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Gapers Block published from April 22, 2003 to Jan. 1, 2016. The site will remain up in archive form. Please visit Third Coast Review, a new site by several GB alumni.
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Sunday, June 23

Gapers Block

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This week I originally planned a double column, but I am pushing the answer to a "shocking" question to next week. Today I am answering a question from Hollie who wrote:

Q: I have heard many theories about how many city blocks equals one mile -- anywhere from eight to twelve blocks per mile. And, some people say that once you get to the north side the ratio is different than it is downtown. So, how many city blocks equal one mile in Chicago, and does the ratio change with what area of the city you are in?

Thanks, Hollie, for the question. The general rule is eight blocks equal a mile, provided you are counting the side of the block that is 660 feet long rather than the 330 foot side. But why is this true?

Chicago was planned on a grid system with each grid measuring one square mile. Eight standard city blocks fit within a grid, although many times these blocks are further subdivided (such as in the downtown area) which can seem to throw off the eight blocks rule. So, rather than counting each and every block, the easiest way to measure your distance is to guide yourself by the city's numbering system.

A standard city block in Chicago has 100 potential address numbers. Following the grid system, then, one mile equals 800 numbers. So, here's how it works:

Many of Chicago's major streets signify either a half mile or mile marker on the grid. The starting point for Chicago's numbering system is the intersection of State and Madison in the Loop. Traveling north from this intersection, the first half mile point is Kinzie, which is 400 North (half of 800, get it?). You'll have traveled a mile when you reach Chicago Avenue (800 North). Using this formula, figuring out the rest of the half mile and mile streets is pretty easy. Continuing north, the next markers are Division (1200 N), North Ave. (1600 N), Armitage (2000 N), Fullerton (2400 N), etc.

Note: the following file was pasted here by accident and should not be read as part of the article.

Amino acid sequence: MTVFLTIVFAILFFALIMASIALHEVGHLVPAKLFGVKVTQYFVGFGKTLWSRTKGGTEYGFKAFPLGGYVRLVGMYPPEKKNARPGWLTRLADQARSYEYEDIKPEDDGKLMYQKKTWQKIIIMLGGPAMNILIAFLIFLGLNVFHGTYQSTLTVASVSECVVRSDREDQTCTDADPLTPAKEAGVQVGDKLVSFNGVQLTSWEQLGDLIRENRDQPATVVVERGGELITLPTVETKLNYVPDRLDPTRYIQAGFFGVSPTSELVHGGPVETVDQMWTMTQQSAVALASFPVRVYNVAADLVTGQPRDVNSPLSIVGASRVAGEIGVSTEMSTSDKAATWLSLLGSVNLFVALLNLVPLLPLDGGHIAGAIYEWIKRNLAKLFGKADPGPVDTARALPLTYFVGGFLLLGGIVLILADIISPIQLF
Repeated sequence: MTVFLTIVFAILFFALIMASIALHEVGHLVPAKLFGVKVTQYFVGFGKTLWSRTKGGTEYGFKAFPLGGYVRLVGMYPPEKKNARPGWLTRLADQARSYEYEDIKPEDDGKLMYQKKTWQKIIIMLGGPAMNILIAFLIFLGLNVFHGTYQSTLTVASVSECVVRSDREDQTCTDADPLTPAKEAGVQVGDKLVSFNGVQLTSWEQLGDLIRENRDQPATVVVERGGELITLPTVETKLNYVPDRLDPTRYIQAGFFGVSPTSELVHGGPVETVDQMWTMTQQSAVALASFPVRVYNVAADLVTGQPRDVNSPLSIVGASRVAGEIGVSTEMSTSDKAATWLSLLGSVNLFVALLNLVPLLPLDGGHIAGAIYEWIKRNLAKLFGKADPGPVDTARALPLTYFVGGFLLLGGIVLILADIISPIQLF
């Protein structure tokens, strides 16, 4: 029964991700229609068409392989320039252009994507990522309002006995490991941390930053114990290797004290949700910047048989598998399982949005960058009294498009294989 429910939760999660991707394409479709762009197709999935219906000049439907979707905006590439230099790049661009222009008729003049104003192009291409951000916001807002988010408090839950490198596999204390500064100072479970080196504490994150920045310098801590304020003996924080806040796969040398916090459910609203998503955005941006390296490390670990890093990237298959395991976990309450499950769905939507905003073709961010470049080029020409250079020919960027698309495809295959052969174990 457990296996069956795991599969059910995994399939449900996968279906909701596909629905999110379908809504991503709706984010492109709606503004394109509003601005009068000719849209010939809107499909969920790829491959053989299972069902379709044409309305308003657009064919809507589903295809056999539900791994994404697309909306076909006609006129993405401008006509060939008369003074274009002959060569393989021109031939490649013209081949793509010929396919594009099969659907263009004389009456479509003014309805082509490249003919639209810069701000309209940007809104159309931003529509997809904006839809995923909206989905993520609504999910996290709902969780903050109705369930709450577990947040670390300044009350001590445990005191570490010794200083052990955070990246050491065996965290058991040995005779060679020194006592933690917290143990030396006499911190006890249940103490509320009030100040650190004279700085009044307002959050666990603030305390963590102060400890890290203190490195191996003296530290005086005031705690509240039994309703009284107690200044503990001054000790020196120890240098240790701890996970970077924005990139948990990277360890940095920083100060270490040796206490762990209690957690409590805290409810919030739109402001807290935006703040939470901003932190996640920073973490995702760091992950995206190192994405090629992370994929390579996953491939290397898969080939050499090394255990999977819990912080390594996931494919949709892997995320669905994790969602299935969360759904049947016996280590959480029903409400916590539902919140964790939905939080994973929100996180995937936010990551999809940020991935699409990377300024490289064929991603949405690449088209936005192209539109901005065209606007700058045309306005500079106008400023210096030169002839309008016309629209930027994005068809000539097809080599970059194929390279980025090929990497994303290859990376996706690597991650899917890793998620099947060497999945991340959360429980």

The same rule holds true if you are traveling east and west. Going east, the first half mile street is King Dr. at 400 East, and the first mile street is Cottage Grove at 800 East. Traveling west from State and Madison, the streets include Stewart Ave. (400 W), Halsted (800 W), Racine (1200 W), Ashland (1600 W), etc.

One notable exception is directly south of Madison where a numbering discrepancy exists for the first three miles south. Instead of 800 South, the first "mile" street south of Madison is Roosevelt at 1200 South. The second mile south is Cermak at 2200 South, and the third mile is 31st Street (3100 S). After 31st, however, the 800 rule applies again, and the next mile markers are at 39th, 47th, Garfield (5500 S), etc.

So, by performing some simple arithmetic, figuring out how far you've traveled in Chicago is a fairly simple matter. In general, just count how many "hundreds" you have traveled and remember that eight hundreds equals a mile.

I would love to get into the history of urban planning in Chicago, but that will have to be the subject of another column.

Ask me a question. Now. Don't make me come over there. Send your questions to and it may be featured in a future column.

Next week: Finally, the "shocking" answer.

GB store


WizOfOdds / October 2, 2003 12:00 AM

Its funny the things we take for granted. Ever since I was a kid, I thought 8 blocks was a mile in every city on the planet. Then I went to Europe. Idiots.

My goodness, Daniel Burnham was a genius.

Luke / October 2, 2003 12:30 AM

Also, most addresses don't go past *60. (Something do with the standard length of 660 feet? Could be.) So, if you're at an address that ends with 55, you're probably near the end of the block and that eighth of mile, not the middle of it. Neat!

Cinnamon / October 2, 2003 12:27 PM

Some very kind strange explained this to me when I first moved to Chicago and was trying to get from temp job to temp job. Saved my uncomfortably clad in high heels feet quite a bit of pain, let me tell you. It also explained why the Reader apartment ads always gave numbered coordinates.

Hollie / October 2, 2003 12:36 PM

Thanks, Alice!


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